Does climate or habitat affect the frequency of cooperative brood rearing in Canada geese?

Citation
Al. Gosser et Mr. Conover, Does climate or habitat affect the frequency of cooperative brood rearing in Canada geese?, ETHOLOGY, 106(3), 2000, pp. 235-246
Citations number
19
Language
INGLESE
art.tipo
Article
Categorie Soggetti
Animal Sciences","Neurosciences & Behavoir
Journal title
ETHOLOGY
ISSN journal
0179-1613 → ACNP
Volume
106
Issue
3
Year of publication
2000
Pages
235 - 246
Database
ISI
SICI code
0179-1613(200003)106:3<235:DCOHAT>2.0.ZU;2-A
Abstract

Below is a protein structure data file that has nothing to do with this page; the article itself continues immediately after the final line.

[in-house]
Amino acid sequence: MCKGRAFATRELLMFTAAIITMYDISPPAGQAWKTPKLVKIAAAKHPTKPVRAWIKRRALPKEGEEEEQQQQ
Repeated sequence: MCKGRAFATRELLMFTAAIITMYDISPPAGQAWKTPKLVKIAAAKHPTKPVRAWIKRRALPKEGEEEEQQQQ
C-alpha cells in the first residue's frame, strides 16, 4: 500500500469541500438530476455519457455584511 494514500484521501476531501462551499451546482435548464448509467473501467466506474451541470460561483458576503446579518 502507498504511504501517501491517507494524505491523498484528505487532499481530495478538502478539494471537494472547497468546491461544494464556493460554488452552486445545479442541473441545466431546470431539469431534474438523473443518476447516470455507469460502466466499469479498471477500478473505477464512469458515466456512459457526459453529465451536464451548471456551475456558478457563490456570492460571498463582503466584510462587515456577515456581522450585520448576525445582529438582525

Canada geese (Branta canadensis) are unusual because individuals use either of two different brood-rearing behaviors: cooperative broods (two or more merged broods attended by more than three parents) or two-parent families. We tested whether cooperative broods form in response to habitat or climati c conditions by examining variation in cooperative brood frequencies among Canada geese nesting in Connecticut from 1982 to 1996. Percent of goslings raised in cooperative broods ranged from 0 to 100% at a given site in diffe rent years, but the pattern of annual variation was different at each site. The sites were in close proximity to each other and had similar climates; thus, the differences in annual variation among sites was not likely to be a response to climatic conditions. Cooperative brood frequencies also varie d among sites in each individual year, but sites with the most gang broodin g in one year often had the least the next. Such would not be expected if g ang brooding occurred in response to non-ephemeral habitat characteristics. Sites where gang brooding occurred and where it did not have similar food resources and predation risks. These findings failed to support the hypothe ses that gang broods form in response to food competition or predation. Sit es where gang broods occurred had more parent geese and more goslings than sites where they did not occur. Furthermore, the proportion of goslings rai sed in gang broods was correlated with the number of goslings and parents a t the site. Our results support the hypothesis that gang broods form from t he inadvertent mixing of goslings. This single factor, however, was not suf ficient to account for all of the observed variation in gang brooding frequ encies.